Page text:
The hepatitis C virus (HCV) is of the genus Hepacivirus, family Flaviviridae. It is an RNA virus with at least six different genotypes. HCV is responsible for between 15% to 20% of all cases of acute hepatitis. It is also the most common cause of chronic liver disease. HCV is also the most common cause of post-transfusion hepatitis in the US.
In 2019, a total of 4,136 new cases of acute hepatitis C were reported to the CDC from 44 states. Based on this number, the CDC estimates a total of 57,500 new acute cases of HCV in 2019.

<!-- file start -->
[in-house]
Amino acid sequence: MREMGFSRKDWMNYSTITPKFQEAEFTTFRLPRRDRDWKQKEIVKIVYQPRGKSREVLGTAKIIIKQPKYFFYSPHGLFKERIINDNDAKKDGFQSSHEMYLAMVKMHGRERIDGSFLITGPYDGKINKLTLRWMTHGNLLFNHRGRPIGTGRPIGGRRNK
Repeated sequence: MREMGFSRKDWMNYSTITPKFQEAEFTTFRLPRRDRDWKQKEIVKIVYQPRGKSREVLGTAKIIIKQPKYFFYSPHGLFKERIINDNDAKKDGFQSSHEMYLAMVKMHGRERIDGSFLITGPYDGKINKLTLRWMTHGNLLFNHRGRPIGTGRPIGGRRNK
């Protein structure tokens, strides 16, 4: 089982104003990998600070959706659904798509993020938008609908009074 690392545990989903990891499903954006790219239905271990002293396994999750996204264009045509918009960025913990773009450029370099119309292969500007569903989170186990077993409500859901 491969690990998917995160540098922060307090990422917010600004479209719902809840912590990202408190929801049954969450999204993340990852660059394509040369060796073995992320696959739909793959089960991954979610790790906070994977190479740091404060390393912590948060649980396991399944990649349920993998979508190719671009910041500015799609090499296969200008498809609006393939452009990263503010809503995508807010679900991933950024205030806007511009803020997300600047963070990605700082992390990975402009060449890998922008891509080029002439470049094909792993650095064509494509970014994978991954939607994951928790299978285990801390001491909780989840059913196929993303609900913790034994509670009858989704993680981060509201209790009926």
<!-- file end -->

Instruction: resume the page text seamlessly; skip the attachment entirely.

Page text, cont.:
HCV is now more prevalent in the US than HBV. The number of chronic HBV infections is estimated to be around 862,000 while the number of chronic HCV infections is estimated to be around 2.4 million in the US. This is partially due to the lack of a vaccine against HCV, as well as a higher rate of chronic HCV infections compared to HBV.
HCV is transmitted mainly through exposure to infectious blood or bodily fluids. Since this is similar to HBV, the modes of transmission and the populations at risk are similar between the two diseases.